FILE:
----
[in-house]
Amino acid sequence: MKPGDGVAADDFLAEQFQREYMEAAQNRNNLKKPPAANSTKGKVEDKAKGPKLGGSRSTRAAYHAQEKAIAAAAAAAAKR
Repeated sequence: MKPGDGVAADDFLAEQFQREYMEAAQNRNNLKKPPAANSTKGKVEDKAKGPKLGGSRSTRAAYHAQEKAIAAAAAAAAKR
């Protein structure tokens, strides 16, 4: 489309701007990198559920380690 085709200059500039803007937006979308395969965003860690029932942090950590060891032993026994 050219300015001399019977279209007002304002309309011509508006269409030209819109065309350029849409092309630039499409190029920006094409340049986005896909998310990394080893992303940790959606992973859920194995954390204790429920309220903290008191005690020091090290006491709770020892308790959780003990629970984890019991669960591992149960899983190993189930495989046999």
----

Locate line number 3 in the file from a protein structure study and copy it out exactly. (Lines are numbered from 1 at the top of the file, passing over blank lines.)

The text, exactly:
Repeated sequence: MKPGDGVAADDFLAEQFQREYMEAAQNRNNLKKPPAANSTKGKVEDKAKGPKLGGSRSTRAAYHAQEKAIAAAAAAAAKR